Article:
As the trio of hungry lions force them to remain holed up inside the jeep, Amy tries to calm the kids by telling them that their dad and the tour company will send a search party out after them when they don’t return from their excursion, but what they don’t know is that no one can go looking for them until the next morning, and even then finding them will be that much harder because they’re off the given tour trail. Tom will eventually be forced to turn to a local tracker for help finding his family, the type of tracker that can pick up a handful of lion dung and deduce how long it’s been since its last feeding and likes giving sarcastic speeches about foolish city slickers from wealthy countries coming to the wilds of Africa and treating it like a zoo. Any possible search and rescue will get even more complicated after Amy retrieves the car keys and speeds off in the jeep like such a madwoman that she actually manages to wreck the jeep even further out in the middle of nowhere. Those determined lions stalk them to the new location, and the cycle starts all over again.
In retrospect, given that it was her antics that seemingly set off the lions in the first place and her crashing the jeep that made their predicament even more dire, I couldn’t help but wonder if perhaps Amy was an even bigger threat to these kids than the man-eating lions? Her previous moments of stupidity will make her sudden MacGyver-level resourcefulness towards the end that much harder to swallow.
Considering what an incompetent mess – and that’s putting it mildly – Dracula 3000 proved to be, Darrell Roodt definitely deserves credit for getting back to competent filmmaking (the South African filmmaker has previously helmed the South African dramas Dangerous Ground and Cry, The Beloved Country), but he still makes some crucial mistakes, not the least of which is the film’s overall lack of suspense. There’s more genuine tension developed in the relationship between stepmom Amy and stepdaughter Jessica than in almost everything involving the lions stalking them. It doesn’t help that much of the time the lions have little to do other than just lurk somewhere in the vicinity of the car, usually watching their potential prey from a distance with their “lion-vision.” Roodt keeps falling back on giving us the lions’ visually distorted point-of-view, an overused cliché of creature features and killer animal movies that is overused here at times to an almost satirical degree. It also appears that lion eyes possess a zoom lens.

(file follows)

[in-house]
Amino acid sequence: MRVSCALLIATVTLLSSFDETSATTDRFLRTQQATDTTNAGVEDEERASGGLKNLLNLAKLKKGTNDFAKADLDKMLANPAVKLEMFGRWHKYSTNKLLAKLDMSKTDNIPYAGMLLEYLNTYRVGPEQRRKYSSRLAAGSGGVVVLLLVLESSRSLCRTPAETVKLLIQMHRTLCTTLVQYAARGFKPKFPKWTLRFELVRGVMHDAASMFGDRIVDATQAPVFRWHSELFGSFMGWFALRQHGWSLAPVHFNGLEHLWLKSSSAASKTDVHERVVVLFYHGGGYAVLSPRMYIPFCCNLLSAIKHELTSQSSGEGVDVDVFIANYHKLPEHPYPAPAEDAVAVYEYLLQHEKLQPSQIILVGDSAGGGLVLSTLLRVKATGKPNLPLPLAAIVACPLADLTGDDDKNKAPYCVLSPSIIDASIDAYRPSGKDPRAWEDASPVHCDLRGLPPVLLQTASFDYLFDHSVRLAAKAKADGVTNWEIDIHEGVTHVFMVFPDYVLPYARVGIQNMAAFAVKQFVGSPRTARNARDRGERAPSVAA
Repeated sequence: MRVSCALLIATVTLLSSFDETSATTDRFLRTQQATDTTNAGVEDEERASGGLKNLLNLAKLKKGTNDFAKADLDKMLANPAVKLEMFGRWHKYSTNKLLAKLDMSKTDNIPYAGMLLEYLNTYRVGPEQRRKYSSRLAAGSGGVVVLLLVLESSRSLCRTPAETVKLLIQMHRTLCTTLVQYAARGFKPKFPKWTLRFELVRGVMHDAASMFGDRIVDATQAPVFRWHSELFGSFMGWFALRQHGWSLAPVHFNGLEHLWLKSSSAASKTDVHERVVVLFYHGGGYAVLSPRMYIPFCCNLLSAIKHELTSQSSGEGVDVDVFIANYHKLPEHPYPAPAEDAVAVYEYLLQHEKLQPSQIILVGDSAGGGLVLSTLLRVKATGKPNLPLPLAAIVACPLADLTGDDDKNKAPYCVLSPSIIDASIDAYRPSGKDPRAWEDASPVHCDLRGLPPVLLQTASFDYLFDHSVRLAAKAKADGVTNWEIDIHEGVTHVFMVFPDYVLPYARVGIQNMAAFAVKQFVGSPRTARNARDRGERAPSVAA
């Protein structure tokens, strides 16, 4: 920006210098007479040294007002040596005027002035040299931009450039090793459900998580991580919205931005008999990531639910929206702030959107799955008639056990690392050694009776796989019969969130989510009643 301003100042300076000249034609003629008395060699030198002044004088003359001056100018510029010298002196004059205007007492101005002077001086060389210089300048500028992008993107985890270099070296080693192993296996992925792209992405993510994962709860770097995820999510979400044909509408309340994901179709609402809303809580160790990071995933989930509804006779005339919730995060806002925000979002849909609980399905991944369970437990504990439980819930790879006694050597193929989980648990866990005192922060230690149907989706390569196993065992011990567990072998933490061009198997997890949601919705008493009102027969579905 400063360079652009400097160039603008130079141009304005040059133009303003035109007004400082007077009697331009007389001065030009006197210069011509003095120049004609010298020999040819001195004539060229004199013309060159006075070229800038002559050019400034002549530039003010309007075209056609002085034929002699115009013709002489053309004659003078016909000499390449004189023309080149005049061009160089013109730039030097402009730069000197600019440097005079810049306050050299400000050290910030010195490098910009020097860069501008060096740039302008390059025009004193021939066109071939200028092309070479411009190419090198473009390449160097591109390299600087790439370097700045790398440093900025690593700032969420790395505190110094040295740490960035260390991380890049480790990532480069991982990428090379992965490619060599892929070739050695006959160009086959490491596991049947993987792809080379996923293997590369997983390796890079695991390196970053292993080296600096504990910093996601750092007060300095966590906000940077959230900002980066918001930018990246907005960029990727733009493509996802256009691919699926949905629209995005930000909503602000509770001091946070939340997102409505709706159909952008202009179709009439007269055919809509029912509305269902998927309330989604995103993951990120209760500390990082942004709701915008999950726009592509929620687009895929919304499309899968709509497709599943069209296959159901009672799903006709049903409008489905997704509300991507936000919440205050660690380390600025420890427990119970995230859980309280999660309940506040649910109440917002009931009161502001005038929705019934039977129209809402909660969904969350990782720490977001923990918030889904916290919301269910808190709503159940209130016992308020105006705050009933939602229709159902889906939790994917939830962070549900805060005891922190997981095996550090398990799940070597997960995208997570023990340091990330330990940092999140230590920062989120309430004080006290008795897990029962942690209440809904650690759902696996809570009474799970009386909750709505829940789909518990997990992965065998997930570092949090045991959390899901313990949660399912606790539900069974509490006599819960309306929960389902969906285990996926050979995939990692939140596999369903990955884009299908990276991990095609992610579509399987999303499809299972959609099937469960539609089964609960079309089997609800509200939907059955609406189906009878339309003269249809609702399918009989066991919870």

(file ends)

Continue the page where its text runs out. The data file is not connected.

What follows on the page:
I also couldn’t help but wonder why these predatory lions were spending night and day watching this car in anticipation of when one of the people inside would finally step out of it into the open, and yet during those moments when someone did exit the vehicle for whatever reason, the lions sure took their sweet time before finally deciding to make a dash for their prey.
One of these emergences from the vehicle will lead to the introduction of a pair of poachers, and I must admit that something struck me as being almost a bit unsettling that the makers of this movie would initially try to make you think that the first black Africans this family would encounter upon arriving in Africa might have some malicious intent of their own in mind for these lily white outsiders. This is the whitest Africa I think I’ve ever seen in a movie.
Overall, there’s really nothing wrong with the directing, the writing, or even the acting; the young actress playing daughter Jessica is the real star of the movie. The only knock against Prey is that it’s a very conventional thriller that’s perfectly watchable, yet never particularly engaging, a fairly run-of-the-mill movie that really could have used more bite.
2 1/2 out of 5